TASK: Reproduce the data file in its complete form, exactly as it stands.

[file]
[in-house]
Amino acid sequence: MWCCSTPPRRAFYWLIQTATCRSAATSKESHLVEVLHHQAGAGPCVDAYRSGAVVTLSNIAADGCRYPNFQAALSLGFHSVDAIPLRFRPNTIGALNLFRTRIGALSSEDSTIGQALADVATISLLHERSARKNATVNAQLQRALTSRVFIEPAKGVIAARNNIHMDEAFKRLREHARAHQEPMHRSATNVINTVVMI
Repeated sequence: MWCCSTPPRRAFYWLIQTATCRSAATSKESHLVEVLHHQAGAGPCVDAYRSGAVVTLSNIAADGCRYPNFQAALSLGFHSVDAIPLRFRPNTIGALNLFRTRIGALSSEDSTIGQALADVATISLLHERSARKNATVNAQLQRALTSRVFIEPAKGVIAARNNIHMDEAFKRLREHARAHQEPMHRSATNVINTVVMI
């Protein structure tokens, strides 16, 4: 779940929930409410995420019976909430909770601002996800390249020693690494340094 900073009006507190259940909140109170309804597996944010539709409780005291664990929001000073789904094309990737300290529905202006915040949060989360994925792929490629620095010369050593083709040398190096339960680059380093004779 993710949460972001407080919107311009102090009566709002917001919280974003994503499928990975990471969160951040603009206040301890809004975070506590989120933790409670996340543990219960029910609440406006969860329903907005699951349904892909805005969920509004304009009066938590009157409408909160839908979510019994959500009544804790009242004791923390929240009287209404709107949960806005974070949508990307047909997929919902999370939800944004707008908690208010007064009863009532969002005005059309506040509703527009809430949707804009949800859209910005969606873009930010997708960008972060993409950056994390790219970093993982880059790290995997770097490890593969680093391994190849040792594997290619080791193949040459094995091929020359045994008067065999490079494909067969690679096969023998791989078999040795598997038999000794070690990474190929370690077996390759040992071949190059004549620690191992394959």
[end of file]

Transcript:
[in-house]
Amino acid sequence: MWCCSTPPRRAFYWLIQTATCRSAATSKESHLVEVLHHQAGAGPCVDAYRSGAVVTLSNIAADGCRYPNFQAALSLGFHSVDAIPLRFRPNTIGALNLFRTRIGALSSEDSTIGQALADVATISLLHERSARKNATVNAQLQRALTSRVFIEPAKGVIAARNNIHMDEAFKRLREHARAHQEPMHRSATNVINTVVMI
Repeated sequence: MWCCSTPPRRAFYWLIQTATCRSAATSKESHLVEVLHHQAGAGPCVDAYRSGAVVTLSNIAADGCRYPNFQAALSLGFHSVDAIPLRFRPNTIGALNLFRTRIGALSSEDSTIGQALADVATISLLHERSARKNATVNAQLQRALTSRVFIEPAKGVIAARNNIHMDEAFKRLREHARAHQEPMHRSATNVINTVVMI
């Protein structure tokens, strides 16, 4: 779940929930409410995420019976909430909770601002996800390249020693690494340094 900073009006507190259940909140109170309804597996944010539709409780005291664990929001000073789904094309990737300290529905202006915040949060989360994925792929490629620095010369050593083709040398190096339960680059380093004779 993710949460972001407080919107311009102090009566709002917001919280974003994503499928990975990471969160951040603009206040301890809004975070506590989120933790409670996340543990219960029910609440406006969860329903907005699951349904892909805005969920509004304009009066938590009157409408909160839908979510019994959500009544804790009242004791923390929240009287209404709107949960806005974070949508990307047909997929919902999370939800944004707008908690208010007064009863009532969002005005059309506040509703527009809430949707804009949800859209910005969606873009930010997708960008972060993409950056994390790219970093993982880059790290995997770097490890593969680093391994190849040792594997290619080791193949040459094995091929020359045994008067065999490079494909067969690679096969023998791989078999040795598997038999000794070690990474190929370690077996390759040992071949190059004549620690191992394959």